the Dönme


Most readers interested in Jewish history know something about the conversos, the Spanish and Portuguese Jews forced to convert to Christianity in the 14th and 15th centuries. In recent decades, historians have come to see their story not just as a tragic or heroic one—an affair of Jews forced to give up their faith, or contriving to remain faithful in secret—but as an important episode in the evolution of the modern world. Yirmiyahu Yovel argued last year in The Other Within: The Marranos that these “New Christians” were the first large group in European history to be effectively post-religious—free to define the world and its meaning for themselves, instead of accepting the definitions of rabbinic Judaism or medieval Catholicism. That Spinoza and Montaigne, those skeptical modern minds, were both descendants of conversos, and that New Christians played a major role in the economy of the New World, is seen as evidence that these Jewish converts helped to invent the secular world we live in. Much less is known, however, about a later, smaller, but perhaps even more intriguing group of Jewish converts, who emerged in the Ottoman Empire in the late 17th century.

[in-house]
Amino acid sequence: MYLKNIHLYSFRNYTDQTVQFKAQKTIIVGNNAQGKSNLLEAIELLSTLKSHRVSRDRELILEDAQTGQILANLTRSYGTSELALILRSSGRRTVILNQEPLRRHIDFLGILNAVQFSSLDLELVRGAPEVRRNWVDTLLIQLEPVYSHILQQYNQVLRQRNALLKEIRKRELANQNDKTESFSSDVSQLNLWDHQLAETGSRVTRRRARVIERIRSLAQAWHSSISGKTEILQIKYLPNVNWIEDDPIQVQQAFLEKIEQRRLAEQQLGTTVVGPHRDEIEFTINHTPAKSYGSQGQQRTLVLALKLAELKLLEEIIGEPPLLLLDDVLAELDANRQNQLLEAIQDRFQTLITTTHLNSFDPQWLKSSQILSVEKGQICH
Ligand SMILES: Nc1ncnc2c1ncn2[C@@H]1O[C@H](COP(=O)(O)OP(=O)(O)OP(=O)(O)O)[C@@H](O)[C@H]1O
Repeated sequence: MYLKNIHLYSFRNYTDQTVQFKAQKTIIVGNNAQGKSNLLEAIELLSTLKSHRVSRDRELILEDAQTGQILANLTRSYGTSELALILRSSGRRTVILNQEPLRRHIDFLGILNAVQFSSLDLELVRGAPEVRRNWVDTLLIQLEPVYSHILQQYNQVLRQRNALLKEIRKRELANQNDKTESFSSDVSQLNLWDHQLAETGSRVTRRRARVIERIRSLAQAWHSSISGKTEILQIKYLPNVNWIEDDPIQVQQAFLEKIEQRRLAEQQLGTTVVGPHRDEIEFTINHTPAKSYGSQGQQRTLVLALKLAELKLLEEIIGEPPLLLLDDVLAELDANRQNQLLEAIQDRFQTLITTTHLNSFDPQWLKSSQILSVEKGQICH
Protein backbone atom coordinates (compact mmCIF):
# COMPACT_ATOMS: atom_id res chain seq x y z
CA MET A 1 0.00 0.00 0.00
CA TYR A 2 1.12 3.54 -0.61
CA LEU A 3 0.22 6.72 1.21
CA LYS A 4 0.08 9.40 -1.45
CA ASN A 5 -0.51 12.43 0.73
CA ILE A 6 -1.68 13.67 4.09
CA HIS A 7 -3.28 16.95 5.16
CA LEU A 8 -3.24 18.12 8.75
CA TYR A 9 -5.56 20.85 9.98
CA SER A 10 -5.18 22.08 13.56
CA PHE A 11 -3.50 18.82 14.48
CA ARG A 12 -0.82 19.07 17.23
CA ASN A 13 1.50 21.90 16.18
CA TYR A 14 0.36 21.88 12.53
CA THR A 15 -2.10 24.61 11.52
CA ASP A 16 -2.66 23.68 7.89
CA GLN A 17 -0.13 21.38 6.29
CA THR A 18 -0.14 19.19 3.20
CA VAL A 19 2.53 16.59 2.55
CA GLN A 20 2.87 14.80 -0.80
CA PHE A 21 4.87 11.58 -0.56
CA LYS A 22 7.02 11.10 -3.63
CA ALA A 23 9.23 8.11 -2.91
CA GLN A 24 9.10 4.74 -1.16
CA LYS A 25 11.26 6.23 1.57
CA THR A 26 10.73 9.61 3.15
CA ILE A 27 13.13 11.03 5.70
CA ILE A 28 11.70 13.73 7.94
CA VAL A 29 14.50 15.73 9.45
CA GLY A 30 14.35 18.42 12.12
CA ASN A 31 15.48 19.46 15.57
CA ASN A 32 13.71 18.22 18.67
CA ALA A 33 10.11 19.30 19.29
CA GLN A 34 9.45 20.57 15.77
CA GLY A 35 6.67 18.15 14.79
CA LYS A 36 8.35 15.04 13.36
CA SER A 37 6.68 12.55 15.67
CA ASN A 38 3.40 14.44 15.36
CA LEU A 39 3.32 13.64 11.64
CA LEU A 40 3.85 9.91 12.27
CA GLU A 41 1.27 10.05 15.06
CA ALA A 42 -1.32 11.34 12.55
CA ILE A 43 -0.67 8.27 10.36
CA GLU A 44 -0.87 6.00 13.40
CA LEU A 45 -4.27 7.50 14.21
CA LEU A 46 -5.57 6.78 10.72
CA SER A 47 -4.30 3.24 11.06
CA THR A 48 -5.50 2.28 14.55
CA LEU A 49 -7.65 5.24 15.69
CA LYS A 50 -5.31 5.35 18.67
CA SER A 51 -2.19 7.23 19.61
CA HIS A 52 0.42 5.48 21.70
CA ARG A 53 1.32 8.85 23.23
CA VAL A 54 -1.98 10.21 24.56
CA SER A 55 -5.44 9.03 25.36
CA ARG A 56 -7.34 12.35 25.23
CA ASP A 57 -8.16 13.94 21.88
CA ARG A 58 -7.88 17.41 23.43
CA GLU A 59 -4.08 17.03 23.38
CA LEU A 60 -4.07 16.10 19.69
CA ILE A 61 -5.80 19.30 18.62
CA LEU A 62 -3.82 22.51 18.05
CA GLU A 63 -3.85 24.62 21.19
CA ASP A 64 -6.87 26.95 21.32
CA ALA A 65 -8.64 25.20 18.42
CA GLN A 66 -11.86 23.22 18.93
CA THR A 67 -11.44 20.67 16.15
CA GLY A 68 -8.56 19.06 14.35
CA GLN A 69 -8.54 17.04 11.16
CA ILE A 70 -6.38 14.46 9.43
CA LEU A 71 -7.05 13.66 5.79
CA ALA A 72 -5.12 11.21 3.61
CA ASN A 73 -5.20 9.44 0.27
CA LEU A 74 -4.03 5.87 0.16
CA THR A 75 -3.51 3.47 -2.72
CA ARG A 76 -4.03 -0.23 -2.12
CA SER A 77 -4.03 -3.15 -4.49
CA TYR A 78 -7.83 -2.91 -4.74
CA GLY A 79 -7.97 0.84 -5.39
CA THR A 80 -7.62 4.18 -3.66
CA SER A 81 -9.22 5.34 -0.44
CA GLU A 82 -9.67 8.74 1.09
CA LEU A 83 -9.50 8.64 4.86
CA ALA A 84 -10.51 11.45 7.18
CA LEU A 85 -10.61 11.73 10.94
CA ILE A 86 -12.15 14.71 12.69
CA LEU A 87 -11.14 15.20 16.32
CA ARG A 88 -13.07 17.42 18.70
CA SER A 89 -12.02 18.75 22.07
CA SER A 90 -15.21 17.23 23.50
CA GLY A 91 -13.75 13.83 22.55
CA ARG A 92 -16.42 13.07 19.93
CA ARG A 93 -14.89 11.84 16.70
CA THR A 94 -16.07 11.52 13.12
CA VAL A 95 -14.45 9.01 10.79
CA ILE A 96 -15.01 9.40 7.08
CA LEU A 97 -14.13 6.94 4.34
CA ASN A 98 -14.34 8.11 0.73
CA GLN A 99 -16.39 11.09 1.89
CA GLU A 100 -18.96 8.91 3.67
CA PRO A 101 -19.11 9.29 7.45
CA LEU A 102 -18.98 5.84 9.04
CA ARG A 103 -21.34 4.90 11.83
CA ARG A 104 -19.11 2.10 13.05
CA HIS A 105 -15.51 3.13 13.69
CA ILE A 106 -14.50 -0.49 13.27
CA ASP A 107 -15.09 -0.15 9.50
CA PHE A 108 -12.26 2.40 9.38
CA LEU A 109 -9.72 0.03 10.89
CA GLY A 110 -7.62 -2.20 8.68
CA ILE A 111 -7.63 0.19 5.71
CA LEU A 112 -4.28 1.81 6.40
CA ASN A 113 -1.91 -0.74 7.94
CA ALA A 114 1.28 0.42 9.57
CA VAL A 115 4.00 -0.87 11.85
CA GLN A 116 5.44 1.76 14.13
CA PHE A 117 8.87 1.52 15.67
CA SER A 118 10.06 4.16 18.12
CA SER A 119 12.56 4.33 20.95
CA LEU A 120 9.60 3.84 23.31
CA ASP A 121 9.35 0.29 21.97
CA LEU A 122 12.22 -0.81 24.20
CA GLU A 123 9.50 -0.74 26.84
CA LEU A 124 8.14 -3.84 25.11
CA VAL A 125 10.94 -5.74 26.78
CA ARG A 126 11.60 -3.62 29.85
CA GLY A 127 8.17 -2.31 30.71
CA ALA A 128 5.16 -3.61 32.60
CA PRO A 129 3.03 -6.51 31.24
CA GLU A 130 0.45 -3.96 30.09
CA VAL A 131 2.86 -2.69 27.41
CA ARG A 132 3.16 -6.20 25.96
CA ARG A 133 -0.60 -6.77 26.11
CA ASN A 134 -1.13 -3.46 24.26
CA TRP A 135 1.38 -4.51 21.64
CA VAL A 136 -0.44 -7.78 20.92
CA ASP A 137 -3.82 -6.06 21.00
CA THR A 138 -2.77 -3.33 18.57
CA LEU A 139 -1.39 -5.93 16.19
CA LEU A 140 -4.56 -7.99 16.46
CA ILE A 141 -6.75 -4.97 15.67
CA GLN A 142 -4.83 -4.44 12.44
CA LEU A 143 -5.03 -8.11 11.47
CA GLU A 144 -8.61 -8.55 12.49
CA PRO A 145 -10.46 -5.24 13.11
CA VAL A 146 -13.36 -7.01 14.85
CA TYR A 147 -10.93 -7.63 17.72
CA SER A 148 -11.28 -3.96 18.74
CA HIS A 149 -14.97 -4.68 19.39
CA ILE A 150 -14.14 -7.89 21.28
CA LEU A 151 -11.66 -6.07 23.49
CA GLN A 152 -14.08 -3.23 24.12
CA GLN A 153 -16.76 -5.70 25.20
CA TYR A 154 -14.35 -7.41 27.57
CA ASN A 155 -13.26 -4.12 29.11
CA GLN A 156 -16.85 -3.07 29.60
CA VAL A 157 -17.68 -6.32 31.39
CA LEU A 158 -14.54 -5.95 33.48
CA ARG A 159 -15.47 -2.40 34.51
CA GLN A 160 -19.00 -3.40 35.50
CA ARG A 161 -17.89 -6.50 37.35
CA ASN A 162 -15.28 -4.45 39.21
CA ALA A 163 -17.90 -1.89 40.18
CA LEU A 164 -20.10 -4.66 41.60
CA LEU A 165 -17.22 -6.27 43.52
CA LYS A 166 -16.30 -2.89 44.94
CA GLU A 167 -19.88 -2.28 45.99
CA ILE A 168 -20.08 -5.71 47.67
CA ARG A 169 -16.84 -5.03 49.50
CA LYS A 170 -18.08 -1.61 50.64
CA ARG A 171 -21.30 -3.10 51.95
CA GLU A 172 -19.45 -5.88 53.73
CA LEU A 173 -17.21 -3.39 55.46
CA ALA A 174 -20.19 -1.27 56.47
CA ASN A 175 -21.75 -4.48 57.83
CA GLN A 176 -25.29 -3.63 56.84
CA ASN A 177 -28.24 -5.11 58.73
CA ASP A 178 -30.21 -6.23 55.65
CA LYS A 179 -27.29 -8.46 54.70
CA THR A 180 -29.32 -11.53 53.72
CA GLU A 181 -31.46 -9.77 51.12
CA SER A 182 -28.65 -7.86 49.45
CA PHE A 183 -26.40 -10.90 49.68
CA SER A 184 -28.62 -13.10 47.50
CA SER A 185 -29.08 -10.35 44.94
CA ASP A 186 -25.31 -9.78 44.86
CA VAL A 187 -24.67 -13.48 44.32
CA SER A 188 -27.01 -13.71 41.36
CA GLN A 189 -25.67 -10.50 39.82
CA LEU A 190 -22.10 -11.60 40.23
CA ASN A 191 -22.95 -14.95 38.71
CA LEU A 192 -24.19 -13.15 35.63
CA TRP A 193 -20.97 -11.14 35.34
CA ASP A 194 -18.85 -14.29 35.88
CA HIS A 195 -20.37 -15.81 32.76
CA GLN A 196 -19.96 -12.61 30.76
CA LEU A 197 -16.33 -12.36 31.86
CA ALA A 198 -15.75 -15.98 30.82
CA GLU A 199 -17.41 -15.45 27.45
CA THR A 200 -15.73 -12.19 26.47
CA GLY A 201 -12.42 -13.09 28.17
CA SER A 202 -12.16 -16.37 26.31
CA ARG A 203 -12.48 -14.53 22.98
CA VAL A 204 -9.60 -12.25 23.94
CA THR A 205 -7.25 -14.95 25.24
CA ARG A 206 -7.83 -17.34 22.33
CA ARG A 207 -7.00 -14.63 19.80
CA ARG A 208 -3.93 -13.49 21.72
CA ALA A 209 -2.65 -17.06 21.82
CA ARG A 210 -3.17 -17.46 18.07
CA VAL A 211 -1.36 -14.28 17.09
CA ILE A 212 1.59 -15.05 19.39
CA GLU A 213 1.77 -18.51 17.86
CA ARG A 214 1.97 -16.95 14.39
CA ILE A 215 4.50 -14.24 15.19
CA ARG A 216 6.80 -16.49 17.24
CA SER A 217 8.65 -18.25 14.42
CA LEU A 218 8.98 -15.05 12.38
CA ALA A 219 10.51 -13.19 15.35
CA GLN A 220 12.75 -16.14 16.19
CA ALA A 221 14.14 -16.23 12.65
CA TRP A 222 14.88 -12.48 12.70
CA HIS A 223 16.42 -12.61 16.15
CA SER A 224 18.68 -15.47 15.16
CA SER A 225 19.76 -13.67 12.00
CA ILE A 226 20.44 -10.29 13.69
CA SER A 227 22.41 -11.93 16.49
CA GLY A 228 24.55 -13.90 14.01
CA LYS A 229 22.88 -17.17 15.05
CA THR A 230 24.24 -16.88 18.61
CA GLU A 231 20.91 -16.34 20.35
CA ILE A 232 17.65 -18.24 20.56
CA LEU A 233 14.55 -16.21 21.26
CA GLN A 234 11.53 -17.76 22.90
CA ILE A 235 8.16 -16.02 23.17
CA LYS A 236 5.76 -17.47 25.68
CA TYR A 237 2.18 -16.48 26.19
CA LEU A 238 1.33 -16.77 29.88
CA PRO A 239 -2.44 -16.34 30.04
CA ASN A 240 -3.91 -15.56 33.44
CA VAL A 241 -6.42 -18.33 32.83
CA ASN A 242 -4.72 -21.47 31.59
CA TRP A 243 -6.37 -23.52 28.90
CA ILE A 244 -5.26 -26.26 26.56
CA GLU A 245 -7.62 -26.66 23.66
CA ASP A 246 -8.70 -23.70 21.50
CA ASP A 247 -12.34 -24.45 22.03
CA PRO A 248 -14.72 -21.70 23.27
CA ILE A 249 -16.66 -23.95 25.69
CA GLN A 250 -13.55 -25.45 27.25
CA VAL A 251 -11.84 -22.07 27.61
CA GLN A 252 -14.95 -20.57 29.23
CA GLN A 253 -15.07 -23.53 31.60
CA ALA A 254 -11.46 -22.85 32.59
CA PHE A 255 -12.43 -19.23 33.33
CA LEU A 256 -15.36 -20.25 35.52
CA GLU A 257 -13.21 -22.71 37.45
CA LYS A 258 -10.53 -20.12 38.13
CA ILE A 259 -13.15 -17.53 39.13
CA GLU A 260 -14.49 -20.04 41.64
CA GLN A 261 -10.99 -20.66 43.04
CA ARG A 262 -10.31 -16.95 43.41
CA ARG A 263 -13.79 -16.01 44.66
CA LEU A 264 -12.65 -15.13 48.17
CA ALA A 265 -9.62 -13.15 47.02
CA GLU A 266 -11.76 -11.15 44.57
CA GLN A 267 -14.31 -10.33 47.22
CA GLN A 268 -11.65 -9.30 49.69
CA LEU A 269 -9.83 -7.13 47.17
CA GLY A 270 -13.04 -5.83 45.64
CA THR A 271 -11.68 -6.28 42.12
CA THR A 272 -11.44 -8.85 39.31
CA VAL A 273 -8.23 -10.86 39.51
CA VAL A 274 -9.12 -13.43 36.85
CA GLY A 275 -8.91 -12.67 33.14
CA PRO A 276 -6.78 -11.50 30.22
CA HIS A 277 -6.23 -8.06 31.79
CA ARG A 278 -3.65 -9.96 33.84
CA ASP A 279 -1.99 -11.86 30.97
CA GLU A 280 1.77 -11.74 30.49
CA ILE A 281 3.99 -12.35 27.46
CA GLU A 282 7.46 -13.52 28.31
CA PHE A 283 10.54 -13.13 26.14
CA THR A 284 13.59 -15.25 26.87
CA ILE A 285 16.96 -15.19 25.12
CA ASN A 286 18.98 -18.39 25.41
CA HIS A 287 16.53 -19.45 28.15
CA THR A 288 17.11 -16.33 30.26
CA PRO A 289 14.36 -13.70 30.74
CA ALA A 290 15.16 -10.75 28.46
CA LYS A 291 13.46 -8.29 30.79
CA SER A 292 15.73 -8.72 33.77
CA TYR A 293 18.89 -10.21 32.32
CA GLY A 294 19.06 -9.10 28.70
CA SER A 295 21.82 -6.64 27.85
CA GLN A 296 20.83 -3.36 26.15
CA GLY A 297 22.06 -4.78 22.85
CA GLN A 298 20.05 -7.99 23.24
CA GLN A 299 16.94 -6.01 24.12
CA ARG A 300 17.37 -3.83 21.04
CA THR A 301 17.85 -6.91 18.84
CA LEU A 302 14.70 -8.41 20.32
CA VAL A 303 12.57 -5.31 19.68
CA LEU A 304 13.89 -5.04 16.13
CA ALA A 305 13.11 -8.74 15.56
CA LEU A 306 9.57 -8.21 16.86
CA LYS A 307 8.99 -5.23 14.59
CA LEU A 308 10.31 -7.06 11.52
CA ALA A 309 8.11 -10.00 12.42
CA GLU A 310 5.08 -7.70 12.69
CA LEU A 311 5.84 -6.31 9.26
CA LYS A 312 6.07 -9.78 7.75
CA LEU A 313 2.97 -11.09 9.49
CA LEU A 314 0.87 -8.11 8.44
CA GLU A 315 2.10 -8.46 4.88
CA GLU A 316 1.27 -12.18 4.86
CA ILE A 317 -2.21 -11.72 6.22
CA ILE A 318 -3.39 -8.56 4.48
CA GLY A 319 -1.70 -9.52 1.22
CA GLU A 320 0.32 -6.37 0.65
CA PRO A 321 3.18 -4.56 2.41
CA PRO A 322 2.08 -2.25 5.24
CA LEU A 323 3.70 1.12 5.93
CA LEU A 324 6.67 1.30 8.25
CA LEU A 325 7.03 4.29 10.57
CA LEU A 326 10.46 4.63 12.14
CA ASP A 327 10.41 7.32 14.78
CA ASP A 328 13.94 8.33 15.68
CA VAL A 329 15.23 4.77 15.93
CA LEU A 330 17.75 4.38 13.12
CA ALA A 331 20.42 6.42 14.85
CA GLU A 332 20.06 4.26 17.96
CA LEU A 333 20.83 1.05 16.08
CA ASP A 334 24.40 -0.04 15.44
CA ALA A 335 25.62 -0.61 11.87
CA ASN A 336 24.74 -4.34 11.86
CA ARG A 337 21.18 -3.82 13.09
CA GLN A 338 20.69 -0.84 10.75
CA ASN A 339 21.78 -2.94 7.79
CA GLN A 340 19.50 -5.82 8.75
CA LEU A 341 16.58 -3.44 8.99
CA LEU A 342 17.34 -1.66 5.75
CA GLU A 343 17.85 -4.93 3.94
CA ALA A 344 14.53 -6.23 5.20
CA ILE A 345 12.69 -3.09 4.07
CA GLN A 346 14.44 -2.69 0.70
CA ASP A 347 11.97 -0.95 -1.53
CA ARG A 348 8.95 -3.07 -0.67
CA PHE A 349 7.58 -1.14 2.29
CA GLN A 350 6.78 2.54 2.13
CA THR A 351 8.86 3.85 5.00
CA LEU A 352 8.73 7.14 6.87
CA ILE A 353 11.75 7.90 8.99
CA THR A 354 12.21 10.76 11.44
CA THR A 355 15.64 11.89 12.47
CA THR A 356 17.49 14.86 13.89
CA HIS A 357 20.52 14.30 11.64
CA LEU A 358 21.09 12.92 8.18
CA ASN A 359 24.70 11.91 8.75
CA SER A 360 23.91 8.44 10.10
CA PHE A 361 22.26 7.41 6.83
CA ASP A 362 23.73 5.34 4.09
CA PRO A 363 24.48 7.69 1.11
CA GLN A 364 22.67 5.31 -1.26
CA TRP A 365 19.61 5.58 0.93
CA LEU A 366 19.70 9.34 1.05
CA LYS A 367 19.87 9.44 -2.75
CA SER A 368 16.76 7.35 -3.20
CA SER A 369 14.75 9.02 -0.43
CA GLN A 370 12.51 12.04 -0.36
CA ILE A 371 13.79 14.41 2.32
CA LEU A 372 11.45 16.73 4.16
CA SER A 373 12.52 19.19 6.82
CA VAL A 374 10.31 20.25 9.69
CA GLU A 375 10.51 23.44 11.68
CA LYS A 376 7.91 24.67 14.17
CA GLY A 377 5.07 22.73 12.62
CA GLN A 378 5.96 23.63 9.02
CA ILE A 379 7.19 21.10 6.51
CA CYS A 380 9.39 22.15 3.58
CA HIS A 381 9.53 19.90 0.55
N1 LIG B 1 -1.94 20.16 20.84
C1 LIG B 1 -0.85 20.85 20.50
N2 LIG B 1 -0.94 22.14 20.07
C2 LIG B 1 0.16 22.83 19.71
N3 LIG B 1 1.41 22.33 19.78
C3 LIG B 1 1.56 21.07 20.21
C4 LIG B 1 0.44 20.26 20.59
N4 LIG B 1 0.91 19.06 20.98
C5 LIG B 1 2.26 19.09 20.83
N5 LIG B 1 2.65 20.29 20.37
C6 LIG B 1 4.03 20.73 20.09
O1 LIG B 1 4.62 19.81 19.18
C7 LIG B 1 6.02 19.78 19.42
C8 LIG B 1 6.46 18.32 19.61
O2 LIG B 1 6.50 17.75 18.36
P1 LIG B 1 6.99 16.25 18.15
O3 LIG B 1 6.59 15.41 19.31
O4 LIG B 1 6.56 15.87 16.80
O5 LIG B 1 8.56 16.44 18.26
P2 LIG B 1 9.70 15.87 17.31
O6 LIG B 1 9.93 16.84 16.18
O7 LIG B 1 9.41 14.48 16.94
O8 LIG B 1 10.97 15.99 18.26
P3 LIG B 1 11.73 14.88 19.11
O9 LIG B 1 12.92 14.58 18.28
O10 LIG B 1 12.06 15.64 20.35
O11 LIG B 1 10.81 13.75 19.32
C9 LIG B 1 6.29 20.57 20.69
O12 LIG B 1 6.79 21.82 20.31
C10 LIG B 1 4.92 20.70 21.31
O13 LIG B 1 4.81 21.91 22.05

more from Adam Kirsch at Tablet here.